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howls from the concrete jungle / human zoo

“The city is not a concrete jungle, it’s a human zoo.”
Desmond Morris, The Human Zoo.

Soaking up the sunshine this weekend, I perched with a friend on the steps of Union Square. Nearby, a group of attractive young white kids with brightly colored hair spun poi and hula-hooped in fashionable earthy garb, crafting a performative stage at the foot of the steps where dozens of people sat. I watched and wondered, as I always do, at the seemingly innate enjoyment of judging gazes, small envies, unsubtle desires, attentive eyes consuming their brightly colored shimmying hips and tanned, fluid limbs. I’m at a loss for how to go about reclaiming a lifestyle co-opted by childish style tribes, recuperated and sold back in the tone of the “underground.” But as Kurt Vonnegut says, so it goes…

A man holding a sign ranted loudly about the perils of nanotechnology, drawing a small cluster of avid listeners. My friend attended to her Seed Magazine, which highlighted the contemporary debate on the issue. She commented on the young man giving out free hugs while simultaneously strutting about in a shirt emblazoned with the words “made of poison.”

I casually struck up a conversation with the man chillin’ to my left, complimenting the intricate detail of the colorful psychedelic prints splayed out around him. Averting his eyes, he described his process as one of “adding to” pre-existing images – at this, I raised an eyebrow and smirked at the psychedelic elephant in my hands. Smoothly, he then pulled out a translucent pair of prints and moved them slowly across one another, blurring and goo-ifying a gigantic block print of the year 2012. Wince.

Gradually, we inserted ourselves into another nearby spectacle that had drawn a dense crowd- two lithe black men dressed in bright, skin-tight animal print bodysuits engaged in a wildly contortionist dance, bizarre twistings of bodily form. For their grand finale, one leapt effortlessly over the heads of half a dozen “volunteers.” Throughout, they called for the audience to give money for their endeavors, and at the end passed three large buckets around. Embarrassed, I avoided the buckets, reaching a hand into my pocket to ensure my four dollar bills were still milling about.

The area where I run at the Chelsea Piers has finally finished construction (or at least a substantial portion of it), and is now allowing people to meander along the shiny new walkways accented by bright green grass and surrounded by trees and water. It is beautiful!

Tonight, I rambled to the corner market for a beer. It was around midnight, and I found myself gazing in at the bars closing down. Bartenders, cooks and barbacks gathered in small pockets just beyond accessibility, cocooned in the inner glow of afterhours. There was a sense of belonging in these fractured glances, and in the smooth strides of a man who zipped down 19th street on rollerblades while chatting with his bluetooth’d self Each of these sightings registered a pang of longing that sung through my heart.

(I recalled, as I often do, a memory of a rainstorm at dawn several years ago, my green bedroom syrupy and sunlit and full of friends sprawled out on mattresses and in chairs, long bouts of listening interspersed with sleepy jokes and lazy laughter. Joe had set up a feedback contraption that captured the sounds of the falling rain and catapulted them back into the room. Drenched in sound and in the love of adopted family close at hand, I remember falling asleep with the acute sense that I had come full circle back to my childhood, to the warmth of s’more-infused campfires and sunday night baths with my siblings.)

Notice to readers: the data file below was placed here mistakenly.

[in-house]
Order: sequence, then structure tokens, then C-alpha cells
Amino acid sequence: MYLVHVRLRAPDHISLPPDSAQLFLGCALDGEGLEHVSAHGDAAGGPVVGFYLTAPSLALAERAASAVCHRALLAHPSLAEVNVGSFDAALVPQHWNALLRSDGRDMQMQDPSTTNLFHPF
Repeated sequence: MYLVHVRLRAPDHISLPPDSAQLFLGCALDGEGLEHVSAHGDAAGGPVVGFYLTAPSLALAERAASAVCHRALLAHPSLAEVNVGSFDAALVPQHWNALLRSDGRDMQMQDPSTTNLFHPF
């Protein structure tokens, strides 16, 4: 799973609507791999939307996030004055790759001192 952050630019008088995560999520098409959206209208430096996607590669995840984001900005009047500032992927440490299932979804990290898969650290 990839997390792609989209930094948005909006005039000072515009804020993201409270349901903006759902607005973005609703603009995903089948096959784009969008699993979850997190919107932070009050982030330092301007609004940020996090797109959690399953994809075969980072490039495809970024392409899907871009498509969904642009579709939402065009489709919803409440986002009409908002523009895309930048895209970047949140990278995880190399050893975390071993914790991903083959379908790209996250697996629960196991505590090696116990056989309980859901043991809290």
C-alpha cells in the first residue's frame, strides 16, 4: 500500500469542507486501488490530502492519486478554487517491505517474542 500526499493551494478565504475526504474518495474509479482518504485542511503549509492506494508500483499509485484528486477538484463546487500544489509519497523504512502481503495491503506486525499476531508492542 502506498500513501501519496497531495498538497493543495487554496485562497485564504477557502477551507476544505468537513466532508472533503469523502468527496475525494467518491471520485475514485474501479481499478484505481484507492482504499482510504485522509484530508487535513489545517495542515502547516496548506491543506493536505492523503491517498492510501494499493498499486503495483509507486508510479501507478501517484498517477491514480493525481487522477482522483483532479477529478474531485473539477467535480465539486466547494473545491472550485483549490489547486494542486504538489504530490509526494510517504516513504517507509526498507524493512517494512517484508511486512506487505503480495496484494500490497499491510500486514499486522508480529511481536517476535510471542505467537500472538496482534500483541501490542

Then I remembered that sunlit day, which proceeded into an evening of laughter, ranting, and friendly camaraderie with a friend I’d never gotten to know well one-on-one. There was a point where I found myself persuading her to look at San Diego, to come and make a community of smart, down-to-earth compadres. It occurred to me just how necessary such dreams had become, lost in the sea of anomie that is new york city.

This was all only ever temporary, a sacrifice for love. Never inclined toward urban environments, I resolved not to become too attached to this city – just as I’d resolved, 5 years ago, not to fall in love during the year I was abroad in Denmark.

That pact failed back then – of course during the last two months of my stay, with nothing to stand in the way of letting go – I fell in love with a Danish boy destined for the Danish military life, just as I was destined for the American collegiate life. I’ve no regrets. How could I?

And so I’ve no regrets for my renewed mission: to love this porous city for all its flaws and elegant superstructure, to capture this life so rich with culture and madness, and finally to know what it means to escape the zoo of my own accord.

In pursuit of the bonfire…

From the mid-19th century California Gold Rush to the turn-of-the-20th century cinematic fame of Hollywood, the furthest-west segment of the United States has inherited the legacy of the New Frontier. Today, the San Francisco Bay Area serves as the nexus of American utopianism, home of Silicon Valley and the dot-com frenzy, haven for hippies new and old. 

I seek not to conclude my research of online social networking, but to extend its implications and apply it toward understanding the interconnected mysteries that keep me captivated by anthropology. The literature of cyberspace has quite literally predicted the future now within which we are currently living. The first step, then, is to become familiar with this literature, ranging from science fiction books and films to new ways of crafting contemporary folklore through the use of modern media technologies.